In each of the four scenarios, the first 30.000 cyclic frames of the Wireshark recordings are taken for evaluation. With a 1 millisecond cycle time, or 1kHz frequency, the first 30.000 cyclic frames correspond to the first 30 seconds of each test measurement. The histogram of these first 30 seconds is compared in each test scenario with 200 microsecond wide bin. The two outermost bins represent the boundaries of 975ms and 1025ms, so these bins collect all measurements that exceed these boundaries.
As with the CPU timing previously the BcmGenet Real-time driver shows the best (lowest) jitter behavior. Whether with or without the applied OS optimizations we observed nice narrow peaks in the middle and almost no frames in the extreme areas. With the OS optimizations the values are even better.
The BcmSockRaw generic socket driver shows some deterministic jitter around ±2,5Hz, ±16,2Hz and ±18,7Hz of the main cycle frequency if the OS optimization is applied. These frequencies were observed in repeated tests. The high middle peak around the cycle time is totally missing in this scenario. We believe that kernel thread synchronization leads to this behavior. Without the OS optimizations there is a clear peak around the cycle time and some smaller peaks around ±2,5Hz the main frequency but not in the outer areas.
Besides the mentioned measurements we also did some more measurements e.g. with the well-known and well proven Real-time drivers for the Intel Gigabit Ethernet Adapter family on the same platform. What we can say already the BcmGenet Real-time driver is definitely in the same league.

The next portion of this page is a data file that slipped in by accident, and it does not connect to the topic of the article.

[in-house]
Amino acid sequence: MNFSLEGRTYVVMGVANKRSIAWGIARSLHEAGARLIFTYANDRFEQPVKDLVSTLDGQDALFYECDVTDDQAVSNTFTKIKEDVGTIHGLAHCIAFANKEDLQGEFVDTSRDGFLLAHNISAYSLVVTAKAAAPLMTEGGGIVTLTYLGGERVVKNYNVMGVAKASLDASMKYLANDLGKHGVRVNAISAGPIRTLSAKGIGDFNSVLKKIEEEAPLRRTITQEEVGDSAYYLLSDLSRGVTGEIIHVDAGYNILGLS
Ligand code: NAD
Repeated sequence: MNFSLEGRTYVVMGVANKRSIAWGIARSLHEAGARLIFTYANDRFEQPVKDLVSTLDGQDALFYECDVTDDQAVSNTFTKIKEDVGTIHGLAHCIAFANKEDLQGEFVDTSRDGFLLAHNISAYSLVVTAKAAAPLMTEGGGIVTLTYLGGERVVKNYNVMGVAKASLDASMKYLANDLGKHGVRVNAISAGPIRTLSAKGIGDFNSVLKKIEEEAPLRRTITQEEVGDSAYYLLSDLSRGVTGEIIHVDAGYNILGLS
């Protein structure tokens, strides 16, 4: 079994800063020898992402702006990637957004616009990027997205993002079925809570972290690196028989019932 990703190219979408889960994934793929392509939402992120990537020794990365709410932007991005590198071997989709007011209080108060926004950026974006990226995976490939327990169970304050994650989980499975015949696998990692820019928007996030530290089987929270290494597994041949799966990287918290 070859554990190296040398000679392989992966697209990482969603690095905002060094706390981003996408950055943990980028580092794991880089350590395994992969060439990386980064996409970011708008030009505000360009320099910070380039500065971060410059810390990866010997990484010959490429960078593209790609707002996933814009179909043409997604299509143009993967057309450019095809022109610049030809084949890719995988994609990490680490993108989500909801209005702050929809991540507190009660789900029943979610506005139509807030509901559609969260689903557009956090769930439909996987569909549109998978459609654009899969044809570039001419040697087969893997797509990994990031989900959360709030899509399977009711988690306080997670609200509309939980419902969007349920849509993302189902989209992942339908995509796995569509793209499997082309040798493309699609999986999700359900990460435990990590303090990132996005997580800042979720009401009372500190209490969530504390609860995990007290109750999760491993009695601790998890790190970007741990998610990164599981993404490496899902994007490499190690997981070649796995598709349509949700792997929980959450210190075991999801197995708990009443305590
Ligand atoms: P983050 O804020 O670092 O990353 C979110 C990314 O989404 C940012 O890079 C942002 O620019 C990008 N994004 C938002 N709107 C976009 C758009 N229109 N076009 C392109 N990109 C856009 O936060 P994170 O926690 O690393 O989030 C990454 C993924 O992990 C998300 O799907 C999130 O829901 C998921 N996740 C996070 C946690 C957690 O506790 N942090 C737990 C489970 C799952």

With the given results it is possible to state, that the new BcmGenet Real-time driver is more deterministic than the BcmSockRaw generic socket driver in a variety of different system configurations. Depending on the OS configuration, EtherCAT-frame loss caused by communication on other parallel Ethernet ports is eliminated purely by the design of the Real-time drivers.
Doing all these measurements also showed that without the correct OS and OS configuration you are not able to get good results. If the application's send request is not executed on time with low jitter then the driver is not able to correct this. With the wrong configuration a loaded system differs from an unloaded one in levels. If you are interested in more measurement results or how you can tweak your system to get better performance, please don’t hesitate to contact us.
We hope this testing and analysis helps in making the decision for what to use in which scenario. And, if necessary, the given description and examples are enough for you to reproduce it on your own hardware, architecture and Linux distribution with your actual desired network configuration.
If you are interested in histograms like the shown above with the performance measurement values of the EC-Master stack check out our new Performance analysis feature of the EC-Engineer V3.7. With this new feature you are able to view histograms in a linear or logarithmic manner on all measured values like
JOB_SendAllCycFrames Duration and the like within the EC-Engineer V3.7.